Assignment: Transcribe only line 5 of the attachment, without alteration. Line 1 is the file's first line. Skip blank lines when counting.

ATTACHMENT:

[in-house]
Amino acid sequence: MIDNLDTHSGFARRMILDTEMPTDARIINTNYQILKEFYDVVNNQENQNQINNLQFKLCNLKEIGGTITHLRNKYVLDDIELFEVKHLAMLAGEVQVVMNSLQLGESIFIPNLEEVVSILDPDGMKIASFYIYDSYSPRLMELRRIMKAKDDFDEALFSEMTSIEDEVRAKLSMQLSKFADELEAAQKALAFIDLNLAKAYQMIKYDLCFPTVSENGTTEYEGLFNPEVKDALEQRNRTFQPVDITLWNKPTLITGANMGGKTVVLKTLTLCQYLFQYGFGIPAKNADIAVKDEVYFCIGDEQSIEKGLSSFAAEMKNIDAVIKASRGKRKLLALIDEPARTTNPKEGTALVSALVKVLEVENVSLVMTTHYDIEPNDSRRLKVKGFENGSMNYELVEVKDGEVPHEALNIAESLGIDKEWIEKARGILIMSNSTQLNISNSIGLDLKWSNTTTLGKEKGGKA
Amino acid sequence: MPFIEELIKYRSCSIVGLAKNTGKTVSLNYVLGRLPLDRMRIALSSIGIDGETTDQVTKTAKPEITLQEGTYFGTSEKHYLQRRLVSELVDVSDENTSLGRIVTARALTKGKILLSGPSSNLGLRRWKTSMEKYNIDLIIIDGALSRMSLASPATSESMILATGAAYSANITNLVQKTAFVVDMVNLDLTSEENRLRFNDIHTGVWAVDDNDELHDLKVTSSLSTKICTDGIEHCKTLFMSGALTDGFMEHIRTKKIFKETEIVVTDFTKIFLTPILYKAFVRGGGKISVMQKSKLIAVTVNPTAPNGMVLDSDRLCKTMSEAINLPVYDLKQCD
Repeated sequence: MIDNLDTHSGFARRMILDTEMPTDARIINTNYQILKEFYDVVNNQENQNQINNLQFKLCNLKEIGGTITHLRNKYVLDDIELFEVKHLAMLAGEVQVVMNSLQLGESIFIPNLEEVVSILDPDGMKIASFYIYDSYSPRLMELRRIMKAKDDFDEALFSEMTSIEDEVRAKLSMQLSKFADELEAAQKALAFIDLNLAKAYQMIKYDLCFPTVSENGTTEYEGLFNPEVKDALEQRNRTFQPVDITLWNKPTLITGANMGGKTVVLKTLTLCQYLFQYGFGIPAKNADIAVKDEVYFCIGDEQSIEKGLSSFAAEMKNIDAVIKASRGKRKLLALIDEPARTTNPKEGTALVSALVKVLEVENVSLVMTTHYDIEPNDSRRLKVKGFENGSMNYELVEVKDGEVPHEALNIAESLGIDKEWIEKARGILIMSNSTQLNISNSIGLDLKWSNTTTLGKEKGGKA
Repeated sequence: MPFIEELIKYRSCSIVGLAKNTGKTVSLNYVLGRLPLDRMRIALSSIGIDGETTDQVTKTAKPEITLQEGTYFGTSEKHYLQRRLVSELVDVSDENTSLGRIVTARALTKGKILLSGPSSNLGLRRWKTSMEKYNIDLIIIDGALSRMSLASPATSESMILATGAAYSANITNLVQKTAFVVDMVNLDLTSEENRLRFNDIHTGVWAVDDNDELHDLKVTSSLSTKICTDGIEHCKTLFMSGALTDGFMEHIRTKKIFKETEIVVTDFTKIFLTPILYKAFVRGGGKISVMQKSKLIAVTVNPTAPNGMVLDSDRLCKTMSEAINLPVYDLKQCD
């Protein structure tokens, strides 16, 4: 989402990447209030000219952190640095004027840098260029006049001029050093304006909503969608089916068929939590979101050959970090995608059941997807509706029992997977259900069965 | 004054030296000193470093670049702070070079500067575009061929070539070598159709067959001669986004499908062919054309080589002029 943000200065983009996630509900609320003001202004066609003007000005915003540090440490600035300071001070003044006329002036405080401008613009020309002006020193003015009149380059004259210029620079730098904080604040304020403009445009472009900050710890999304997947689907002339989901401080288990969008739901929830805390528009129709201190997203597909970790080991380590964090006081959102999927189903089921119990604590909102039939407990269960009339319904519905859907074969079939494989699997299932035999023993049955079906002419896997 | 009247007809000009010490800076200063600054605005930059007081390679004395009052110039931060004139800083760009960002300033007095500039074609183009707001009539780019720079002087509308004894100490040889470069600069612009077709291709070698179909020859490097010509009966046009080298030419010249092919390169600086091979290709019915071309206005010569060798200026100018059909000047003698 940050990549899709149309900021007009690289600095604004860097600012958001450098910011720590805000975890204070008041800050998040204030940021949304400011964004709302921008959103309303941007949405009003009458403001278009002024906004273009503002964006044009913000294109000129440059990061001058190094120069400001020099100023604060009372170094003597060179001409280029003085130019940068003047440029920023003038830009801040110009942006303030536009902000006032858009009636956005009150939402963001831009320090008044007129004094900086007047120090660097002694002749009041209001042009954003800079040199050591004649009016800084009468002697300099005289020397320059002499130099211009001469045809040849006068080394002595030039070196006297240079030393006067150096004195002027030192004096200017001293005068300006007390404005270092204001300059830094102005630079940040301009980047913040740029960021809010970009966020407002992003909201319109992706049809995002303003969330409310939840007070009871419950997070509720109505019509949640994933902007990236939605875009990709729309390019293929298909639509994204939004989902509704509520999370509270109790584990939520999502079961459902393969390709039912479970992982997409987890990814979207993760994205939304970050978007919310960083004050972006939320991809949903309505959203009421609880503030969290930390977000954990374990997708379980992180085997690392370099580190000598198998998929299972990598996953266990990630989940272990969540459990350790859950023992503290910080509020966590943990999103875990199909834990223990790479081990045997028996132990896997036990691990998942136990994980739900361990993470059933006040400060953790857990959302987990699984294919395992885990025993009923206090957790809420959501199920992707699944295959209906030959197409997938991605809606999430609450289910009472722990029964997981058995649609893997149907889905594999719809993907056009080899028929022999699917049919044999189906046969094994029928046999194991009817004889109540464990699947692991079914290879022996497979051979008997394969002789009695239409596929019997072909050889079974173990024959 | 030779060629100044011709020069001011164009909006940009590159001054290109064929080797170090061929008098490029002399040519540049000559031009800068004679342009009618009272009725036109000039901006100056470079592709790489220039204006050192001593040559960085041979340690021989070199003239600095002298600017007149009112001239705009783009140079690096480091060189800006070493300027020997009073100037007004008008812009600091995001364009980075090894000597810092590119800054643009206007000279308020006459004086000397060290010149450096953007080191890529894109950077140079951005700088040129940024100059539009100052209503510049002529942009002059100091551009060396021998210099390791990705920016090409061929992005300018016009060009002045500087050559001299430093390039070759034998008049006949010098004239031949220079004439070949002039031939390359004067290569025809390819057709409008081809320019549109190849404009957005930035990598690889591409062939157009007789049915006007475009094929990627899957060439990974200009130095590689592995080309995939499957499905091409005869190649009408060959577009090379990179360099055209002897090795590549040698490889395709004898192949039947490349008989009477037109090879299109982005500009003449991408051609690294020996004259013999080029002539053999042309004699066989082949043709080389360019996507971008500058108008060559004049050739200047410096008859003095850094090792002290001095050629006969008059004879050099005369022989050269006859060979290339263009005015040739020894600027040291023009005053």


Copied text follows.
Repeated sequence: MPFIEELIKYRSCSIVGLAKNTGKTVSLNYVLGRLPLDRMRIALSSIGIDGETTDQVTKTAKPEITLQEGTYFGTSEKHYLQRRLVSELVDVSDENTSLGRIVTARALTKGKILLSGPSSNLGLRRWKTSMEKYNIDLIIIDGALSRMSLASPATSESMILATGAAYSANITNLVQKTAFVVDMVNLDLTSEENRLRFNDIHTGVWAVDDNDELHDLKVTSSLSTKICTDGIEHCKTLFMSGALTDGFMEHIRTKKIFKETEIVVTDFTKIFLTPILYKAFVRGGGKISVMQKSKLIAVTVNPTAPNGMVLDSDRLCKTMSEAINLPVYDLKQCD